Unlocking Mechanical Minds: using robots to help diagnose autism | University of Minnesota Twin Cities
A young boy smiles at a humanoid robot in front of him, as Marie Manner, a PhD student at the University of Minnesota, observes.

Unlocking Mechanical Minds: using robots to help diagnose autism

Kids’ interactions with talking robots—which behave in a standardized, bias-free manner—could reveal telltale signs in very young children destined to develop autism. University of Minnesota researchers have collected baseline data on robots’ interactions with 2- to 4-year-olds. They hope to use this data to predict who will develop autism, unlocking the door to countless precious minds.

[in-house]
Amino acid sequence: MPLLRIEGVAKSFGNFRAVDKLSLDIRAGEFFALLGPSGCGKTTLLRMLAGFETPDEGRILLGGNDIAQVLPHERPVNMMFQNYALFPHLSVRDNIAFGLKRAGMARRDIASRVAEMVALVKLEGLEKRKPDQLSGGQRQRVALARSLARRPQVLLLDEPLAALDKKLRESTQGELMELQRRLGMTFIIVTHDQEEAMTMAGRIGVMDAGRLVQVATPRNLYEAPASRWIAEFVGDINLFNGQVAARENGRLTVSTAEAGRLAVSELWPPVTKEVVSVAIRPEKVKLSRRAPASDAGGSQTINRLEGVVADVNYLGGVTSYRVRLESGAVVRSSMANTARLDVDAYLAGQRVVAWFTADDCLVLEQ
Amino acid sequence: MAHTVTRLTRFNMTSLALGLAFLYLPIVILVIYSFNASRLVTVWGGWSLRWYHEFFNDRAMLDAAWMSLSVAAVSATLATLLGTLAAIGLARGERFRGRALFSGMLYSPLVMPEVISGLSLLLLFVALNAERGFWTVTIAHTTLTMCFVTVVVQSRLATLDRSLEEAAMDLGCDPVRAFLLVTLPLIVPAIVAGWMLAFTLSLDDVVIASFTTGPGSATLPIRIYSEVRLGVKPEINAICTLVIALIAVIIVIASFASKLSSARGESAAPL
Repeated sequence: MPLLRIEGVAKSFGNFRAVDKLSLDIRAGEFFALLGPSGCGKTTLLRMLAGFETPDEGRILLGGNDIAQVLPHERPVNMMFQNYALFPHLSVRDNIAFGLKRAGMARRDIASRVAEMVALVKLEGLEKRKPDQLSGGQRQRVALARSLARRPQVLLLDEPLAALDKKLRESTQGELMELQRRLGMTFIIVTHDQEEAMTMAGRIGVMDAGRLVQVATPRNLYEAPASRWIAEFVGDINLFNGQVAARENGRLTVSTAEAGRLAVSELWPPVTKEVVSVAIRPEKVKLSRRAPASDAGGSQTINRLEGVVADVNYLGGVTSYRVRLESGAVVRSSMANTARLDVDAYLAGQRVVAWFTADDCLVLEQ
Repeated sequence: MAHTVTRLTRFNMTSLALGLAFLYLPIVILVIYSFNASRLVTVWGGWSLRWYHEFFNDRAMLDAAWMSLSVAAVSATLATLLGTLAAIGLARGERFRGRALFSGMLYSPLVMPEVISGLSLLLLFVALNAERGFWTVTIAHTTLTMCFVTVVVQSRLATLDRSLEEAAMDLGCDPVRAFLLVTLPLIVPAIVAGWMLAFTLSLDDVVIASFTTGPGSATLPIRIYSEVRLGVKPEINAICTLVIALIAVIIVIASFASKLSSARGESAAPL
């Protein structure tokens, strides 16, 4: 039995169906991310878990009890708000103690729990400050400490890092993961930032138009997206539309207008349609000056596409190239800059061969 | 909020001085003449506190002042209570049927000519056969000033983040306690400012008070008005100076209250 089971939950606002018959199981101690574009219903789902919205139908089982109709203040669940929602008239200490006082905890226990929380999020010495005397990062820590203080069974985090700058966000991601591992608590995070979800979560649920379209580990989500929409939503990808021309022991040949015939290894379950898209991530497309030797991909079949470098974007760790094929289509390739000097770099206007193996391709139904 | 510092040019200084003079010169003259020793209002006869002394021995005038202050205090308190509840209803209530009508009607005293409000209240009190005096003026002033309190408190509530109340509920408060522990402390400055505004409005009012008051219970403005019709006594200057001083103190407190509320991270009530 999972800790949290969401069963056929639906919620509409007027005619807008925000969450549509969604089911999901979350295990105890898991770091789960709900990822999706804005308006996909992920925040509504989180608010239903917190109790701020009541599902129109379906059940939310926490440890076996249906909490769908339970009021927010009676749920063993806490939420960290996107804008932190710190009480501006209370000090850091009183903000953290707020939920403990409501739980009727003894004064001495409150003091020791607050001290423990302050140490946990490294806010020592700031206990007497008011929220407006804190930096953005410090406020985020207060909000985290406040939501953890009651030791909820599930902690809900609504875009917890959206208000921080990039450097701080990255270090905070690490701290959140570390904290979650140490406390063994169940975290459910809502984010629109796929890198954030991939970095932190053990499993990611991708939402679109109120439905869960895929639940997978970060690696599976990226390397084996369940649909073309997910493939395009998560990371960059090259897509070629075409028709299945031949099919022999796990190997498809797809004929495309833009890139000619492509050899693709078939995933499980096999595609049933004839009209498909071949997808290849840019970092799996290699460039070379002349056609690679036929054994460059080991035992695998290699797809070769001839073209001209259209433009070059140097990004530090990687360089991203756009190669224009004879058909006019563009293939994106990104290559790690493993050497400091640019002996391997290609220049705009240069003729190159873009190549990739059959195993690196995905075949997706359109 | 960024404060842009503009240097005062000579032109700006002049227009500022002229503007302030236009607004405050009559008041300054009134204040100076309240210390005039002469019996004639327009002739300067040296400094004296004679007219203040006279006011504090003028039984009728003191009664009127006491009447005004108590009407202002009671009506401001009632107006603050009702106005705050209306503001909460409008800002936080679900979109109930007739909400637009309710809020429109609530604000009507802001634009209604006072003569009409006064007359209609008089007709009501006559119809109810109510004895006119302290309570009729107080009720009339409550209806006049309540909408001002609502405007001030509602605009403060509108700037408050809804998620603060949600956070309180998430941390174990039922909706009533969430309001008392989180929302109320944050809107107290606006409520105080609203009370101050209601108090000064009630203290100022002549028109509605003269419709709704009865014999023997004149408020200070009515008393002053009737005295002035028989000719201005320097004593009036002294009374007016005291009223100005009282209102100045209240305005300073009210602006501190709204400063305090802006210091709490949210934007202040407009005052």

Meet the Researchers

Maria Gini
Professor, College of Science and Engineering
Marie Manner
Ph.D. Student, College of Science and Engineering
Amy Esler
Assistant Professor, Department of Pediatrics
Suma Jacob
Associate Professor, Psychiatry and Pediatrics
https://twin-cities.umn.edu/node/276826
University of Minnesota, Twin Cities
09/27/2019